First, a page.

Metropolitan Police Federation

PC Goes Above And Beyond Juggling Policing And ICU

A young-in-service Metropolitan Police officer who is also a registered nurse has talked about her experience working on COVID wards throughout the pandemic.
PC Amy Watson, who now works in response at Brixton, started her police training at the beginning of 2020, just as COVID was starting to hit the UK.
Before that, she worked as a healthcare assistant for several years and had been a full-time registered nurse for nearly a year.
Amy said: “Everything kind of shut down when I started my police training at Marlowe House, but I was still going in every weekday from nine to five.
“Then as soon as COVID hit properly, they were obviously desperate for nurses. So I would do two nursing shifts one weekend and then one shift the following weekend, and these were 13-hour shifts.
“So I was doing police training on Monday to Friday and then often Saturday and Sunday in the COVID ICU at King’s College Hospital, and then Monday to Friday in Marlowe, and then either Saturday or Sunday at hospital, kind of ongoing.
“I was doing a lot. There wasn’t really anything else you could do at that time.”

‘Out Of Our Depth’
Working in the ICU was incredibly tough, Amy said, and very different to her pre-COVID nursing work on a short-stay surgical ward.
She said: “It was much tougher, by a long way. I was used to dealing with relatively simple surgical cases, and then all the nurses on that ward suddenly had to become severely acute medical nurses.
“That was the case for everybody, really. Everyone had to give it a go. We felt out of our depth all the time, and too busy, but you just kept going.
“We did two hours of training, including tracheotomy training. You go into ICU and have a room full of five or six very unwell patients, and it was most likely at the time that half of them were not going to live.
“I looked after someone who had a drain in their heart because COVID had somehow travelled from their lungs to their heart. It was a lot.
“During that first wave I was working a lot and I kept saying, ‘I’m going to bring it down at some point, to two shifts a month’. But I did a lot of shifts in the COVID ICU because there were nowhere near enough nurses. One time I did a shift in A&E when they were 10 nurses down.
“In some ways I felt lucky. Everyone kept saying to me, ‘That’s crazy that you’re doing all this extra work on top of policing’, but then I went into the ICUs and saw how hard they were working and how awful it was.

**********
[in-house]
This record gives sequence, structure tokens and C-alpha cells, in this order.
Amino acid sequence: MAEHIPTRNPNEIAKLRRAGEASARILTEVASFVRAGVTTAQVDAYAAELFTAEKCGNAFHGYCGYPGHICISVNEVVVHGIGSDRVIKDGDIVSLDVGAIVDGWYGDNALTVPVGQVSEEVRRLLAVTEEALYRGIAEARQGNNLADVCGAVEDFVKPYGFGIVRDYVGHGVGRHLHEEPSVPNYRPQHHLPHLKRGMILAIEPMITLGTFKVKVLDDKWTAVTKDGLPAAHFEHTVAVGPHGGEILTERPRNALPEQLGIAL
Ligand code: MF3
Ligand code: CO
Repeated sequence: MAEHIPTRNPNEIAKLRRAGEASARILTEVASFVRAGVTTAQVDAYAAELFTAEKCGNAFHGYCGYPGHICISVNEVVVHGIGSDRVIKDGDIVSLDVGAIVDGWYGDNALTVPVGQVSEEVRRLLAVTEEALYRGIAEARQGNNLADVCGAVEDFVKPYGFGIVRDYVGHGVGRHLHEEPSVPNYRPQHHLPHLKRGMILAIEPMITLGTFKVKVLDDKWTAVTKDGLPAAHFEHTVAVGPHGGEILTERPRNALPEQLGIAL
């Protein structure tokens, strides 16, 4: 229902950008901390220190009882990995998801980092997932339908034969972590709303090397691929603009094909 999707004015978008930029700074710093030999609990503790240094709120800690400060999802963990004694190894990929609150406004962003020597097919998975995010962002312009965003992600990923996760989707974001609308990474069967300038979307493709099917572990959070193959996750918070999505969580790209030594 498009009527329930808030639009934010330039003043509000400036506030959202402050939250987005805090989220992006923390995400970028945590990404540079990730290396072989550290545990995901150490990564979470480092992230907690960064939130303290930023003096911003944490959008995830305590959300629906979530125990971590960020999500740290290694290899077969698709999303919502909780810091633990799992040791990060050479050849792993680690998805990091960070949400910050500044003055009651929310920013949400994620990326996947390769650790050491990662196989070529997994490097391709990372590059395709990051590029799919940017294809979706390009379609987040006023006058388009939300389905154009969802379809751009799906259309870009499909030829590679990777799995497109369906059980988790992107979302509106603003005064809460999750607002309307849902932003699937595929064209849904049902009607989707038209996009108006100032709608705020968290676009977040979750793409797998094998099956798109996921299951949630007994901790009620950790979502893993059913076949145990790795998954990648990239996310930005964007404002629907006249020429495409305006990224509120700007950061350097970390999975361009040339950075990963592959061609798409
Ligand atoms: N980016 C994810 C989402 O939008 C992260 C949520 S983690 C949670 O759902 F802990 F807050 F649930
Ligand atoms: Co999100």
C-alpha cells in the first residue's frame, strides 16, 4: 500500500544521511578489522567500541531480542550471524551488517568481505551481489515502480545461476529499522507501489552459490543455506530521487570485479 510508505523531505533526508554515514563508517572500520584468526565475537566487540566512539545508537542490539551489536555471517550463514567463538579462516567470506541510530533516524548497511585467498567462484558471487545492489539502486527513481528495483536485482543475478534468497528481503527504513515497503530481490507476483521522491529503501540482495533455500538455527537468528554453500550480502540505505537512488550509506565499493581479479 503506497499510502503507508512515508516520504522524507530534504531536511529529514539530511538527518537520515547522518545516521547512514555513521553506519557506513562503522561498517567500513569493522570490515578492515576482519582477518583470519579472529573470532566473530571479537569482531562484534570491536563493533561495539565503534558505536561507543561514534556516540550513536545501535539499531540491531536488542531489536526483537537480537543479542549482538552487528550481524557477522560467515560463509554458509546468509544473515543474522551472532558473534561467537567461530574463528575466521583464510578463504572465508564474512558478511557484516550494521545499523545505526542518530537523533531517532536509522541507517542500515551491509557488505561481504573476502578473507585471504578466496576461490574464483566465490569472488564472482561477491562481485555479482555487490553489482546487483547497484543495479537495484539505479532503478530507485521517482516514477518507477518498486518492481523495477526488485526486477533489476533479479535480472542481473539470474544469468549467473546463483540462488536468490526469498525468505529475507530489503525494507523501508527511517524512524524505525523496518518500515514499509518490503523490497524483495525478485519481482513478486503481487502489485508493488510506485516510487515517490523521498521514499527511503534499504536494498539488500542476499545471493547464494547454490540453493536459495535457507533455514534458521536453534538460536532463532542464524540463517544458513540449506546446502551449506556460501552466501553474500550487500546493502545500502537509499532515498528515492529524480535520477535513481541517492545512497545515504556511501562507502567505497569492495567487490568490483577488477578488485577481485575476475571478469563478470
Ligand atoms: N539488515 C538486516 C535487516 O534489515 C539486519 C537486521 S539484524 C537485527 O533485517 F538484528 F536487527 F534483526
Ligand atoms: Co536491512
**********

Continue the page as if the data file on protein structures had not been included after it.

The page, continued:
“They were doing four to five 13-hour shifts a week in full PPE, when they should have been doing three. So the fact I came in and did one or two shifts a week made me feel like I was the one who was doing very well and not having to work as hard as all of them. It made that feel a bit easier.”

Vaccination Volunteer
When the first wave of COVID slowed down, Amy still worked shifts in her old surgical department.
Then the vaccine programme started up and Amy decided she wanted to get involved.
She said: “You just kind of feel like you want to be in the spirit of it all.
“Giving the COVID vaccines was a lot more pleasant and calm than the wards. Everybody seemed very pleased to get a vaccine and it felt like a very positive thing to be doing.”
Amy continues to encourage her policing colleagues to get their jab. She said: “The overwhelming majority of people have been vaccinated now and there’s probably been one of the lowest rates of potential side effects compared to other vaccines or medications.
“If it means that one person doesn’t get incredibly ill or dies, then I think it’s worth it.
“People kind of feel that COVID’s over, but we thought that before. We could have another variation that is more likely to kill people but responds very well to the vaccine. Our only option of protection is getting vaccinated, and it takes less than 10 seconds.”

Rest-Day Nursing
Amy finished her policing probation in January and has since been preparing for her Sergeant’s exam, but she plans to continue helping at the vaccine centres when she can.
She said: “All nurses need to be revalidated every three years and that’s coming up for me in May, so I’ll do that, which will give me the flexibility to continue nursing alongside policing.
“I can’t really see myself stopping nursing any time soon, particularly while the vaccine programme is happening. It’s helpful and I’m enjoying it.”
Amy’s fellow officers are often shocked that she does nursing on her rest days and they sometimes tease her.
She laughted: “If something comes up that’s medical, they’ll be like, ‘Amy’s a nurse!’ But in a friendly way.”
For her, nursing and policing are natural bedfellows.
She said: “It was an easy decision for me to move to policing, because I think it shares a lot of similar ideals of public service, helping your patient or victim, and being a support for people in their hardest, most difficult times.”